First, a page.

How Much Should The Tooth Fairy Give? According To An Australian Survey, It's Up From $2 In 1995 To $6

Tooth Fairy: brushing teeth with giant toothbrush
bobbieo via Getty Images
Tooth Fairy: brushing teeth with giant toothbrush

The Tooth Fairy must live in Brokesville because kids want more than loose change for a wriggly tooth these days, with one study showing under 12s now get a whopping $6 per tooth.

The survey, by insurance company Real Insurance, found the average cost of a tooth was $2 in 1995, $3 in 2005 and now $6 in 2015.

Now pearly whites aren't exactly as rare as hen's teeth. The average child loses 20 baby teeth, which adds up to $120. Spokesperson Tatiana Day said nationally, it was a significant amount.

“Australians are expected to spend $240 million to cover the Tooth Fairy costs for the current cohort of under 12 year olds across the country -- which means over the last 20 years the value of the average tooth has more than doubled," Day said.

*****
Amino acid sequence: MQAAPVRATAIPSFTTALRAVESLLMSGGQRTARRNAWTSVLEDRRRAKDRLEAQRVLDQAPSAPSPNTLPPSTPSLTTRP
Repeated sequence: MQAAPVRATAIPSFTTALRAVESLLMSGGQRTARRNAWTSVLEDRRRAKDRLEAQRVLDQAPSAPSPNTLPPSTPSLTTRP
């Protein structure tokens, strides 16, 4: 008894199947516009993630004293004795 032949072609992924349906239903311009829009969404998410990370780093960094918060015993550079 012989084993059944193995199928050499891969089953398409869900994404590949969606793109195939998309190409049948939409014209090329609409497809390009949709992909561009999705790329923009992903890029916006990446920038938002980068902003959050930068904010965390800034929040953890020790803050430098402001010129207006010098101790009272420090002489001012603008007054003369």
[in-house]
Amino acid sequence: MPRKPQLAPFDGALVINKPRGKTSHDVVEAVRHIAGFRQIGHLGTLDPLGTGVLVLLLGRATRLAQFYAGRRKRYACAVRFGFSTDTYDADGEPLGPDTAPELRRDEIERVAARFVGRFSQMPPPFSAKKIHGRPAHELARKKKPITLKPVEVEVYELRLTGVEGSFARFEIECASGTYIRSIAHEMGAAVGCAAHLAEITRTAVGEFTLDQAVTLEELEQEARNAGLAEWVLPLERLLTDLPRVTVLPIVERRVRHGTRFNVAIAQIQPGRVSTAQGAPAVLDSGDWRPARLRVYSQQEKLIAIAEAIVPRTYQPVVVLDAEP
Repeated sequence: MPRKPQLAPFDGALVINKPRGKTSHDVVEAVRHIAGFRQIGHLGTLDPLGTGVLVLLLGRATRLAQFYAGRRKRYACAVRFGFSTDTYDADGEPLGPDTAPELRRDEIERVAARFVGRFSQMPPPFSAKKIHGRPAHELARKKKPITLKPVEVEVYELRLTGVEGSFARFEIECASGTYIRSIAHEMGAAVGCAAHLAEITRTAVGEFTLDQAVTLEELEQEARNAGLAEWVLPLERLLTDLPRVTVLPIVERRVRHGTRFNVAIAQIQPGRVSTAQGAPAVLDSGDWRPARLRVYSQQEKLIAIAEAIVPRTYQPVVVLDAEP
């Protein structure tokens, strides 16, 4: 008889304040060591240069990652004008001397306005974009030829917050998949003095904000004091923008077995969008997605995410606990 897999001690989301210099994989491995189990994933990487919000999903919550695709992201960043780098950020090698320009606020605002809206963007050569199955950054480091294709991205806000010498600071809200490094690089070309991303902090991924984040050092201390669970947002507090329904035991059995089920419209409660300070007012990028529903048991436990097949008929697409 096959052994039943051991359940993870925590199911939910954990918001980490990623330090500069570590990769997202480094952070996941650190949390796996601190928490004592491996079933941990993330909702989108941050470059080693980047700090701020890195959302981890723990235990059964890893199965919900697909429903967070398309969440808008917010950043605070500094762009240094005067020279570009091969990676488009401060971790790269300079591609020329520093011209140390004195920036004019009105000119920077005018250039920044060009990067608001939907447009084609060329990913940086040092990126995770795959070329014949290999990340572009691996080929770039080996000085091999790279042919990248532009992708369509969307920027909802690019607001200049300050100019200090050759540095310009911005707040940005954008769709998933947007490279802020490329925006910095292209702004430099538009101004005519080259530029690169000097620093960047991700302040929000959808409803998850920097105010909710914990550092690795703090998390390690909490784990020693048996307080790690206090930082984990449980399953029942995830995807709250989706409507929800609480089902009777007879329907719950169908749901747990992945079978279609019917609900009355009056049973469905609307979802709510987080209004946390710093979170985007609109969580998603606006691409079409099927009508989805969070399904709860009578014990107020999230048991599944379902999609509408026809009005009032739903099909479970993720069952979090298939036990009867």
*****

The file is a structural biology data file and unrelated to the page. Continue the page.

It's not that kids today are money grabbing little terrors, but if these figures are correct, the tooth fairy is paying well above inflation.

Two dollars in 1995 money works out to be $3.26 in today's money, according to the RBA's nifty inflation calculator, based on the target rate of 2.6 percent.

And if mum or dad is today paying out $6 per tooth, in real time their single earnings would have had to grow from the average wage to $10,000 above average just to keep up with the tooth fairy.

The Tooth Fairy isn't the only one giving more to children, the Heritage Bank 2015 Australian Pocket Money Survey released in September showed pocket money had doubled since 2013 and the average child got $11.30 per week.

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